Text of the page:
This is an internal report but is freely available from Technical Development, Forest Research.
3. Impacts on Japanese larch, Scots pine and Heterobasidion annosum infection
The results from this study also suggested that applying one Ecoplug per 3 cm diameter of stem can give effective control of around 100% of standing Japanese larch and 90% of standing Scots pine within 17 months of treatment in the early spring. Ecoplugs appeared to be a more effective method of applying glyphosate to kill standing Japanese larch trees than the traditional method of spraying neat liquid glyphosate into cuts in the stem, but were no more effective in Scots pine, suggesting that final efficacy of the two treatments may turn out to be similar, but that Ecoplugs may provide more rapid control.
Ecoplugs, conventional herbicide application to stem cuts and manual ring barking all allowed infection to some extent of Heterobasidion annosum, a disease that can cause serious and long term damage to current and future conifer crops. However, although it was not possible to make a direct comparison in our work, the Heterobasidion annosum infection that results from using Ecoplugs is unlikely to be significantly higher than the infection that typically occurs after conventional thinning operations due to accidental stem damage. If an entire stand is going to be killed, then felling and treating stumps with the prophylactic fungicides urea or PG Suspension® (0.5% w/v Phlebiopsis gigantea), will present a lower risk of infection from Heterobasidion annosum than any method of chemically killing standing trees.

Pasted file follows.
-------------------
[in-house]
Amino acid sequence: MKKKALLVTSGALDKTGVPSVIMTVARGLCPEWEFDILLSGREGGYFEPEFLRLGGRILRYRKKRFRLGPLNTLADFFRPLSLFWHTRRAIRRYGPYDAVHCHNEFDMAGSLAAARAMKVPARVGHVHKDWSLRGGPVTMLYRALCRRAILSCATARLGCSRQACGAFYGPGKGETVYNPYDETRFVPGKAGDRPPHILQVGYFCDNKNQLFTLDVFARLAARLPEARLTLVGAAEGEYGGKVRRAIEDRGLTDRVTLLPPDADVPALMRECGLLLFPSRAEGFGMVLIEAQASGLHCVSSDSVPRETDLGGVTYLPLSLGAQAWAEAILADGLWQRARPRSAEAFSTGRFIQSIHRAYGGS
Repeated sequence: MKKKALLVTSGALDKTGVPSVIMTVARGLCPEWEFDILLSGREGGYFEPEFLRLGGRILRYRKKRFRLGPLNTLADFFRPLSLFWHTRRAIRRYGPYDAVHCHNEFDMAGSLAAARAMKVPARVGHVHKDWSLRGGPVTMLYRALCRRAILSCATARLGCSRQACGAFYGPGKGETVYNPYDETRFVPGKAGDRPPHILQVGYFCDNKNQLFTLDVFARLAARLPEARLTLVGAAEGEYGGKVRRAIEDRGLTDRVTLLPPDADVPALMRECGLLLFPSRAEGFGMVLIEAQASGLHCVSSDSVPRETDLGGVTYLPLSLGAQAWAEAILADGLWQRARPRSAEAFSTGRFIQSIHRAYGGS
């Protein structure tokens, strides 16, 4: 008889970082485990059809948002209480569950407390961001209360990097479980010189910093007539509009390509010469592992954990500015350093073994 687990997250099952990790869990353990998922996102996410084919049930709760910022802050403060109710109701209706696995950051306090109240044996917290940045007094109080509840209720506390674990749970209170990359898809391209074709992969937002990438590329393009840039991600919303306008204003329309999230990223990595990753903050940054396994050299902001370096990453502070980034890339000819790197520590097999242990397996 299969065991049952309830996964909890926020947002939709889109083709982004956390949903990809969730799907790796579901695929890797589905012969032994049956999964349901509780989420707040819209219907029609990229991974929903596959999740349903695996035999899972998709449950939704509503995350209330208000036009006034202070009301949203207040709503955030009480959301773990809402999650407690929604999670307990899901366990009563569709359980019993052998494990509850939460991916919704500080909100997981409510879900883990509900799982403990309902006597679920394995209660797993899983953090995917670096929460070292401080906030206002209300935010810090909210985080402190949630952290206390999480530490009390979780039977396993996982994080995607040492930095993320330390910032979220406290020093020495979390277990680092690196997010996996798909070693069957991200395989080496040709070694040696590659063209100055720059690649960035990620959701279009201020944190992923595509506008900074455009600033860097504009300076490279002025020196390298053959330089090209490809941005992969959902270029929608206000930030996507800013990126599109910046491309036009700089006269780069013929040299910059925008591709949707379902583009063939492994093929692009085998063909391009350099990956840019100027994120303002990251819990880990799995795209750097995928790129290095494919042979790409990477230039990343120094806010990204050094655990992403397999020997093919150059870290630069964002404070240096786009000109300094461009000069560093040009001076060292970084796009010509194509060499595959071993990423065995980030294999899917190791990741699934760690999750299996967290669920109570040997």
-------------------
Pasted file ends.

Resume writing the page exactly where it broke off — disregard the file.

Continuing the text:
Full details of this research can be found in the following scientific paper:-
Tubby, K.V., Willoughby, I.H. and Forster, J. (2017). The efficacy of chemical thinning treatments on Pinus sylvestris andLarix kaempferi and subsequent incidence and potential impact ofHeterobasidion annosum infection in standing trees. Forestry 90 (5), 728 – 736.
4. Efficacy of Ecoplugs on Rhododendron
Our research found that applying one Ecoplug per 3 cm of stump diameter can give around 80-90% control of regrowth from rhododendron stumps. Control is likely to be as good as, but no better than, conventional sprays of liquid glyphosate, and in both cases, repeat visits to control regrowth will almost certainly still be required. Although it is recommended that Ecoplugs should always be applied to stumps within 2 days of cutting, if a delay is unavoidable, our work suggests that they may still be effective if applied up to eight weeks after cutting. The artificial rainfall applied had no effect on the treatments.
Full details of this research are available in the following scientific paper:
Willoughby, I.H., Stokes, V.J. and Edwards, C. (2017). FR_Willoughby_Ecoplugs_2017_SFJ.pdf Scottish Forestry,71 (3), 33-39.
This project started in 2013 and is now complete.
Funders and partners
This research was funded by Forest Enterprise Scotland and Forestry Commission Scotland. In addition, the Forestry Commission funded the production of the scientific papers via the Delivering Resilient Forests research programme of the Forestry Commission Science and Innovation Strategy
Forestry Commission policy
This research will help managers deliver sustainable management and the protection of the forest resource against biotic threats across the UK as outlined in the UK Forest Standard . It will also help deliver Forestry Commission England, Forestry Commission Scotland ,and Welsh Government polices to reduce the impact of invasive pest species.